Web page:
App Reviewed on: iPad Air 2
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Tiny Archersis an arcadey tower defense game where you take control of a lone archer defending against hordes of goblins and orcs. The physical act of taking down these enemies is fun enough, but there are some issues with the game's management systems and a lack of variety that make it lose appeal over time.
To play Tiny Archers, you touch and hold on the screen to bring up an arched path representing the path of your arrow. To adjust your aim, drag your finger up and down on the screen until you're all lined up, then release to fire.
Sounds easy, right? That's kind of because it is, particularly at the beginning of Tiny Archers. Over time, enemies of different types come along, and in greater numbers, but with practice, you can still mow them down with ease.
As you level up in Tiny Archers, you'll gain access to new bows and arrows, which you purchase and equip to help you keep up with the increasingly challenging waves of enemies you'll face off against. You do this by visiting the blacksmith and paying him to forge arrows for you so you can make sure you always have a steady supply of tools for your job.
The problem here is that the way this management system is designed feels an awful lot like a gating mechanic in a free-to-play game instead of some sort of strategic layer. This is primarily because the system uses two forms of currency, one of which can queue up the construction of arrows over time, and the other which can do anything from eliminate the time constraint to buy more of the other currency. Though you earn a good amount of both currencies throughout the course of playing Tiny Archers, the premium currency definitely comes in slower and is available for purchase, which feels wrong in a game that costs money, even if it's only $0.99.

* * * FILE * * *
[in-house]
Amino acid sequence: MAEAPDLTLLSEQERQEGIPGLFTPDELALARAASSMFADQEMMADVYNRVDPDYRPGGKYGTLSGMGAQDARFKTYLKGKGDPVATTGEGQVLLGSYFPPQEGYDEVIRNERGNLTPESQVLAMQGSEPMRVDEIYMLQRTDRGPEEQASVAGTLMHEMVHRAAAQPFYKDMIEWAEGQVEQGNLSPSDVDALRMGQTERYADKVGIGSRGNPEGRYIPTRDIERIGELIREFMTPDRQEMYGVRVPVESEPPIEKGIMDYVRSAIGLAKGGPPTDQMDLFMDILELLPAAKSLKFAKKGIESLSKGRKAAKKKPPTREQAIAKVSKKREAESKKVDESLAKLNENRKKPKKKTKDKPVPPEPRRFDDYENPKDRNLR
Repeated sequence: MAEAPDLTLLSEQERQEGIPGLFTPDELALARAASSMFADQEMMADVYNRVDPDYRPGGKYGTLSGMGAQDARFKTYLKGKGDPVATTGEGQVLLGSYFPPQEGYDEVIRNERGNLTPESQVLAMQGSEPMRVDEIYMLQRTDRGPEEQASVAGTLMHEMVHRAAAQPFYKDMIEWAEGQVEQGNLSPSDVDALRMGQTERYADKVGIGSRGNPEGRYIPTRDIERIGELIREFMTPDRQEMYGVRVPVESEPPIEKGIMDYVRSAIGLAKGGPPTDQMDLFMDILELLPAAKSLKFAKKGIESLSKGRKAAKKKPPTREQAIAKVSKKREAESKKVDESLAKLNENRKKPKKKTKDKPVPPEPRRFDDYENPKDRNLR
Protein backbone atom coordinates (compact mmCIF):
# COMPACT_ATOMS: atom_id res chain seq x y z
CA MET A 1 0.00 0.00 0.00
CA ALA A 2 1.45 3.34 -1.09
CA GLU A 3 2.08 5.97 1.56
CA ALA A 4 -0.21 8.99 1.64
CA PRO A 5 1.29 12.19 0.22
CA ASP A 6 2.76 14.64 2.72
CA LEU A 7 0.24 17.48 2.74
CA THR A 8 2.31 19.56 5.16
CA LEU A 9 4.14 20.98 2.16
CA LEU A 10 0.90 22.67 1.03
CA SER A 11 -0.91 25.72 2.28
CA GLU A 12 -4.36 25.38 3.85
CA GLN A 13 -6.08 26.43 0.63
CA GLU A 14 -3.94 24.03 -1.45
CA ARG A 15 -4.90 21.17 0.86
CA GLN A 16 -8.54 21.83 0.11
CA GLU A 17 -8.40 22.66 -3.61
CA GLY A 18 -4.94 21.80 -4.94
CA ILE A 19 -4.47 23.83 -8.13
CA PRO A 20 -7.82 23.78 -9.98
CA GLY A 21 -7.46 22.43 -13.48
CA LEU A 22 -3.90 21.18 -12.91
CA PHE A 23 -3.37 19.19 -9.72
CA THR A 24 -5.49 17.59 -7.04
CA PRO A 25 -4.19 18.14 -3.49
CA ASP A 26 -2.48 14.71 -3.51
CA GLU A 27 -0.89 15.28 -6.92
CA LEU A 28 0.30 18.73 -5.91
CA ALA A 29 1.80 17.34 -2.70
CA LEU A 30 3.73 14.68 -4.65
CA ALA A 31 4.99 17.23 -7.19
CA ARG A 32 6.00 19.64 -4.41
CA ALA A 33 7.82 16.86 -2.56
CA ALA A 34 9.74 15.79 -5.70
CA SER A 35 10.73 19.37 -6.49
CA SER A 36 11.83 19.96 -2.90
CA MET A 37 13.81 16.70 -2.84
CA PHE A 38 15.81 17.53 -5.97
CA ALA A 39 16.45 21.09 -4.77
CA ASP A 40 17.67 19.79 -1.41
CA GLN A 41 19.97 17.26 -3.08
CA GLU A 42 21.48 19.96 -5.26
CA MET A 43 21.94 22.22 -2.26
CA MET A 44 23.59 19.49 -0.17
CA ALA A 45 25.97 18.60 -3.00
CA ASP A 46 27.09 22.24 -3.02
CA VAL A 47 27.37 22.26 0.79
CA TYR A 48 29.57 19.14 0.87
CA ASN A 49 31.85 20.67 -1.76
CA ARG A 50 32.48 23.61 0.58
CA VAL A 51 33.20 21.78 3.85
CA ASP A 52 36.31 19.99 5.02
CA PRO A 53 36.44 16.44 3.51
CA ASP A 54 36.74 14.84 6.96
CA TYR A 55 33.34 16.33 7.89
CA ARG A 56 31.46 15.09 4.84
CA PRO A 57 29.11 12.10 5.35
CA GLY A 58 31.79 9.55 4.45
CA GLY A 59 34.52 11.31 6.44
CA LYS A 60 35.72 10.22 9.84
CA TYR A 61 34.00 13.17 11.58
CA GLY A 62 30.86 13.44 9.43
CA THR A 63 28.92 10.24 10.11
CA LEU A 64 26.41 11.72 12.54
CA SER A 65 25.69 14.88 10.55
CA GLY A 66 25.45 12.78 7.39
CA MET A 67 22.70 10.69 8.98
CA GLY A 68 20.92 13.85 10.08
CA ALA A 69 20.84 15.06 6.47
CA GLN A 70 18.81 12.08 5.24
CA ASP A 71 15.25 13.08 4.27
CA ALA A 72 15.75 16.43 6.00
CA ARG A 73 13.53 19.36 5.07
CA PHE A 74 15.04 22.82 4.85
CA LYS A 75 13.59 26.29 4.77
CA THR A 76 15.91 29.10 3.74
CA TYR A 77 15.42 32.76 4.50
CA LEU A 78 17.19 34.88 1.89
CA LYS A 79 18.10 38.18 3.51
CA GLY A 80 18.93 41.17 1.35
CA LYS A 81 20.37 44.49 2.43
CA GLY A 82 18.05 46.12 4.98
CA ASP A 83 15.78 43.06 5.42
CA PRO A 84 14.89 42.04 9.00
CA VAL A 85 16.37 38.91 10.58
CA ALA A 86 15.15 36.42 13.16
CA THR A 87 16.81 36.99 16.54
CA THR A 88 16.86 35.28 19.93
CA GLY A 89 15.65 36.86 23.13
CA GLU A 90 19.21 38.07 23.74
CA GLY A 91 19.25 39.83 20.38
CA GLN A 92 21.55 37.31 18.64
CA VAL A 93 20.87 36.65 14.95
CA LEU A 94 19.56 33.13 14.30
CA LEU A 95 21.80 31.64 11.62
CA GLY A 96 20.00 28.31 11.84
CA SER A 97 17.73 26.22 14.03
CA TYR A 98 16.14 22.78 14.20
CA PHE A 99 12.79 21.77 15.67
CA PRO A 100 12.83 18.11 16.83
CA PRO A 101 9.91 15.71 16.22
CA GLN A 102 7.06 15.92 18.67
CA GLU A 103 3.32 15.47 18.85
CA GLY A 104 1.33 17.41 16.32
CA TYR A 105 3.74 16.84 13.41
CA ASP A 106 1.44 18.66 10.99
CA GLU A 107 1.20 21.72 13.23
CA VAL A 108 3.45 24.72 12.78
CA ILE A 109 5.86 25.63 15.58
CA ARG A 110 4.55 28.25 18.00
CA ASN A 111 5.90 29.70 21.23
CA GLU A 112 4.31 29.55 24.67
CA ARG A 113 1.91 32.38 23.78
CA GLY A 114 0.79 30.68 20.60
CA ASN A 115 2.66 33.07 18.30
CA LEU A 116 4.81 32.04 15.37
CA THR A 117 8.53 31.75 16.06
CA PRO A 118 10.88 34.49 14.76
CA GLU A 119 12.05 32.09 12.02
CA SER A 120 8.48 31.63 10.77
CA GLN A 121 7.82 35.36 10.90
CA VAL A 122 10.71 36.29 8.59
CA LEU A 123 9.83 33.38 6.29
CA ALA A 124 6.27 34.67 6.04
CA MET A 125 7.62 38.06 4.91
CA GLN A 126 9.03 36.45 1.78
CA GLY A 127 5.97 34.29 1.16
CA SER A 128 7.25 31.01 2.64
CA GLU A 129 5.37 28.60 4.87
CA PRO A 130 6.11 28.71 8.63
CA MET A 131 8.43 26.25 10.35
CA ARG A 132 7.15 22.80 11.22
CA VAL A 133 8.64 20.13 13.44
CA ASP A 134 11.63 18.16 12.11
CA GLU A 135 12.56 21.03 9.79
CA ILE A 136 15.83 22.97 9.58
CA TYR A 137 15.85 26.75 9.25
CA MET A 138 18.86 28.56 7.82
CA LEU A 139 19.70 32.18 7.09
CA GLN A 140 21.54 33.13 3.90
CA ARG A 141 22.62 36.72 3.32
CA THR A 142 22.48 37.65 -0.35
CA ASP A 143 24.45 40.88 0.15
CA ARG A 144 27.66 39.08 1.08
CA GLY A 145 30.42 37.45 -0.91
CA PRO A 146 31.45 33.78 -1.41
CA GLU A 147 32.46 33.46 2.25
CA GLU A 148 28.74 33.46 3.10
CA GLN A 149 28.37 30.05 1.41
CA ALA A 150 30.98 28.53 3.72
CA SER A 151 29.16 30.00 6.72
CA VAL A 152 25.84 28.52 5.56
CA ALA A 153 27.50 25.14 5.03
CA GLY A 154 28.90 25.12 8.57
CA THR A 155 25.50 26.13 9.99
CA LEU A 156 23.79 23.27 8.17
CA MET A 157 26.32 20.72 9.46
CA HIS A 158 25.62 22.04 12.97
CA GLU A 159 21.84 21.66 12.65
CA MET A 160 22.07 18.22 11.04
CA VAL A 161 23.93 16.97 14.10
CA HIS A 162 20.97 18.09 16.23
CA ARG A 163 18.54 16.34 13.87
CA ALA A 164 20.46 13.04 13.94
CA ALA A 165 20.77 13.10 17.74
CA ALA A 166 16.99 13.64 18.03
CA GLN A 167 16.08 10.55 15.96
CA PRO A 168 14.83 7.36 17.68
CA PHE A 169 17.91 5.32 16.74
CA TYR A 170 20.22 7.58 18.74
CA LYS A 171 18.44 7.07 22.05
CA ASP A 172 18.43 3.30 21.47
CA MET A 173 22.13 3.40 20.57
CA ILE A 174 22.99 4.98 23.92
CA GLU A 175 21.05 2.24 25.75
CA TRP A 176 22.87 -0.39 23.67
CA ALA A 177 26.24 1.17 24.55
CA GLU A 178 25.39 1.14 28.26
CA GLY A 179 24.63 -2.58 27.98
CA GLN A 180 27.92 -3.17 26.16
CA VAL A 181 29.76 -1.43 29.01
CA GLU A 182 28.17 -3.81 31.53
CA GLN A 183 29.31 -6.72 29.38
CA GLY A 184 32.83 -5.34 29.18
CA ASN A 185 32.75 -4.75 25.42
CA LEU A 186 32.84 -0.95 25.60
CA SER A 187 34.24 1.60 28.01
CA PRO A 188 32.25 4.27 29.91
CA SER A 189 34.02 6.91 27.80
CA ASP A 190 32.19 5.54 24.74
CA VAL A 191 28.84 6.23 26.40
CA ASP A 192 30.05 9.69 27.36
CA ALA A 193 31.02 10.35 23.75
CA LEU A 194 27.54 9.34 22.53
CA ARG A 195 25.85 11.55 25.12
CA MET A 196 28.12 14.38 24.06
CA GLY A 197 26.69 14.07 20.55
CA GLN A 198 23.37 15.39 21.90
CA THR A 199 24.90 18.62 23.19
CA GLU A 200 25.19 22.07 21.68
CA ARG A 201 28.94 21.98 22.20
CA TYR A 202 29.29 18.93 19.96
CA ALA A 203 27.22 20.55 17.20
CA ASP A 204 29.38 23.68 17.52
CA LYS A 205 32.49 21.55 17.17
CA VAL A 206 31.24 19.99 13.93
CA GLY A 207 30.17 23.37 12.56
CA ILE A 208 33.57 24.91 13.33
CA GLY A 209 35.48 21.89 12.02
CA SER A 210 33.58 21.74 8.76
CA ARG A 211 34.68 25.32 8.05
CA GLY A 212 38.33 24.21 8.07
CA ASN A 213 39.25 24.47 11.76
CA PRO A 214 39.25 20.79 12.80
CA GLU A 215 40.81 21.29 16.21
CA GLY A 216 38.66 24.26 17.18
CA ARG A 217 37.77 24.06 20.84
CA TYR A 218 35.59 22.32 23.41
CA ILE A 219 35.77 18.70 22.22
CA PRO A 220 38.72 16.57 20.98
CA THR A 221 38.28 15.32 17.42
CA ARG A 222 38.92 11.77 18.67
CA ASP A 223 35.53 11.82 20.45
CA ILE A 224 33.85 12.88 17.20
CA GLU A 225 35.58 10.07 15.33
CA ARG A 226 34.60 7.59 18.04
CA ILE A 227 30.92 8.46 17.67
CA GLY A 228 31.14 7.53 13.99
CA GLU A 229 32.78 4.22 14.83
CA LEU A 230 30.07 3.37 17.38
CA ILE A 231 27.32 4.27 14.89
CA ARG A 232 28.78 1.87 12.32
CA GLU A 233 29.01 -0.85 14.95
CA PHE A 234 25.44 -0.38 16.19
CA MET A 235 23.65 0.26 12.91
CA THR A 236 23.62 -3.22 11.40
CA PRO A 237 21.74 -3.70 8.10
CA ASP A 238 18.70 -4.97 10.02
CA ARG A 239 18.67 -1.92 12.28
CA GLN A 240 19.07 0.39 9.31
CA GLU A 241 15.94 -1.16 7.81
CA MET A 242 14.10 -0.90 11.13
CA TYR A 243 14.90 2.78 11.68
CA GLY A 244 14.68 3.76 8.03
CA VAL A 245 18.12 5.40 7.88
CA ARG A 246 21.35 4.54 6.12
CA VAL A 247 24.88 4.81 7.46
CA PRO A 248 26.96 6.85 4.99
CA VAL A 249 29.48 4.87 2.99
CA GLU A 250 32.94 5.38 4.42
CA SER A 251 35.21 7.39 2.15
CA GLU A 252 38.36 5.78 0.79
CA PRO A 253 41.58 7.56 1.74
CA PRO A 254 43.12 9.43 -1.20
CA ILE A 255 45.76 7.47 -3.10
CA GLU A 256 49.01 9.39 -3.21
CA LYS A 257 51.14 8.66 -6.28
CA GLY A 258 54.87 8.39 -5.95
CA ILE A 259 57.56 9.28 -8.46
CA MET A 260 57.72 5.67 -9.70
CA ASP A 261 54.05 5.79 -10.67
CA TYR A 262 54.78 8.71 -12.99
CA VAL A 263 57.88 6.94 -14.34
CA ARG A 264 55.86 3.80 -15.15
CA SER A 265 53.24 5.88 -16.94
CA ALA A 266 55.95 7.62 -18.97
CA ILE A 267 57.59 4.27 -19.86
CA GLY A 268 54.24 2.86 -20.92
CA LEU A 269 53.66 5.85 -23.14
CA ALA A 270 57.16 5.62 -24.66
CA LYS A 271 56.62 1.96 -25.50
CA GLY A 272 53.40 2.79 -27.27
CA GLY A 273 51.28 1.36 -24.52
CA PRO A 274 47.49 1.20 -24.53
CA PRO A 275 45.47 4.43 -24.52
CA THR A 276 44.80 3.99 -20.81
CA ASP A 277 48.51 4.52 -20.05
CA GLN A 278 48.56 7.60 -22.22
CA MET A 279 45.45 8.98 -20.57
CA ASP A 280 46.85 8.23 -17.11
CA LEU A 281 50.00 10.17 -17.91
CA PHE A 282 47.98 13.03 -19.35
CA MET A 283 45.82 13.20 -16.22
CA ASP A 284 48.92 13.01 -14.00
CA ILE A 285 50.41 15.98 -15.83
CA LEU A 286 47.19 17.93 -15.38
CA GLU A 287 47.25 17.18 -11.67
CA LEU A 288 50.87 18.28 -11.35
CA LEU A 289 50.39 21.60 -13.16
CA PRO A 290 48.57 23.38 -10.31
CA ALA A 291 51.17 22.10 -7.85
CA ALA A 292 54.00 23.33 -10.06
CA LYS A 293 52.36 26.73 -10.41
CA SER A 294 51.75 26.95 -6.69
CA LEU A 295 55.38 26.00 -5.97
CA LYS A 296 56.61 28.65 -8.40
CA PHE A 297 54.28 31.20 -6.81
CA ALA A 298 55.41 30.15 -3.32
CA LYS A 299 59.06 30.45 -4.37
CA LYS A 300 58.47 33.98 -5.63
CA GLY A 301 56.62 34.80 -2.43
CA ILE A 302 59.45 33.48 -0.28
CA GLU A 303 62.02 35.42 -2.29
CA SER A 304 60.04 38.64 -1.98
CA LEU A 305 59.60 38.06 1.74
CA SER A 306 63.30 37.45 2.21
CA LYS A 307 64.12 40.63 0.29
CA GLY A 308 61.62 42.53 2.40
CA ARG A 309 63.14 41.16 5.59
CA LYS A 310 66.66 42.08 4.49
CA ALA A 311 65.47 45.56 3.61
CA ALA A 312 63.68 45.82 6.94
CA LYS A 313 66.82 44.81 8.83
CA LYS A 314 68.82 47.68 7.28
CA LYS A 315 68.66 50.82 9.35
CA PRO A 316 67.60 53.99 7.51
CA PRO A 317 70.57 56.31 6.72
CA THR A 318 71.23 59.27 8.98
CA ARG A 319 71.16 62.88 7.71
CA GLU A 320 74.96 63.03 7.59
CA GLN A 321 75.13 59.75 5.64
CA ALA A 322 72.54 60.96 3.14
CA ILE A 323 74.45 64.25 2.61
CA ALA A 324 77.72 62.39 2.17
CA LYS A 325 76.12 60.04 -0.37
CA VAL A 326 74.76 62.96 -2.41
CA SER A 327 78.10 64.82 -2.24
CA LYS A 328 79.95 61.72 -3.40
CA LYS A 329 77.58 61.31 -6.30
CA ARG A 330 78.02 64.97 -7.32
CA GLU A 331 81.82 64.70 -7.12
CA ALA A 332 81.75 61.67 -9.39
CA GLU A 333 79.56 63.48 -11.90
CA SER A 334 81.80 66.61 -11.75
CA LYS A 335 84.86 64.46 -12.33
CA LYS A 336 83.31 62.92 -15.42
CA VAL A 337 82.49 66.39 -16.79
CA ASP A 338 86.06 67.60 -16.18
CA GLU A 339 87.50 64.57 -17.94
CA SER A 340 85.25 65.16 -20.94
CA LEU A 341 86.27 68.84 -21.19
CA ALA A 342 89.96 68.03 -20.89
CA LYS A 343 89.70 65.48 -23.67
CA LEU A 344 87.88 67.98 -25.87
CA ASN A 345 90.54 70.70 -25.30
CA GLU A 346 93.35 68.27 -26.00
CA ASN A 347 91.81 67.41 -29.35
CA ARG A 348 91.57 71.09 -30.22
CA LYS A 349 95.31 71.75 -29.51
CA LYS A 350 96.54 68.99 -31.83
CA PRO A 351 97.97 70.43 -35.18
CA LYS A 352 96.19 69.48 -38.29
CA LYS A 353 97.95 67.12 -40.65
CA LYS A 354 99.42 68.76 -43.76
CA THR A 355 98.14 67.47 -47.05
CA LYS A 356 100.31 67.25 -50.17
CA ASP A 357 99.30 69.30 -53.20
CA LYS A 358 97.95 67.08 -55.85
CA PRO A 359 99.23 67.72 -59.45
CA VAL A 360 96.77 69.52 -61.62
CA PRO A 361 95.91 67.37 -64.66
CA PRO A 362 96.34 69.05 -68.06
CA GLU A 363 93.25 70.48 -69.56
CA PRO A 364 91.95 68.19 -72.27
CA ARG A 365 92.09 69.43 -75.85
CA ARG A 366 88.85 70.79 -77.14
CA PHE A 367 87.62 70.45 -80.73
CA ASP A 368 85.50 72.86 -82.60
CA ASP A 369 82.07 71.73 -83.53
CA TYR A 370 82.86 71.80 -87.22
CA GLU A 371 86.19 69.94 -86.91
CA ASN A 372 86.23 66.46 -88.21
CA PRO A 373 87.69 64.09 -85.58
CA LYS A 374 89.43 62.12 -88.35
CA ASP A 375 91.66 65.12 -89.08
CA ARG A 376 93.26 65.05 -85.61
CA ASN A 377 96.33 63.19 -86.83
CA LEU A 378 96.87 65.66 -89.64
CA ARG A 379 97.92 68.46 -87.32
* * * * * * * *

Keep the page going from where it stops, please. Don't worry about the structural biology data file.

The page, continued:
In addition to the free-to-play trappings of Tiny Archers, the game runs out of new and interesting things kind of quickly. While there are three different characters to play as, each play more or less the same way, only offering variety in their aesthetics and the setting of their levels.
On top of this, the mechanics of firing arrows gets monotonous once you run out of new enemies to face off against since every enemy has a specific way of being taken out the fastest. Over time, Tiny Archerstransforms from fun, casual arcade game into a monotonous experience that requires some troublesome management gameplay to keep playing.
The bottom line
It almost feels like the blacksmithing aspects of Tiny Archerswere meant to introduce a layer of strategy around managing scarcity, but it's such a clear imitation of free-to-play tactics that it feels cheap. This, alongside the fact that the game runs out of new things pretty quickly, makes Tiny Archers hard to recommend.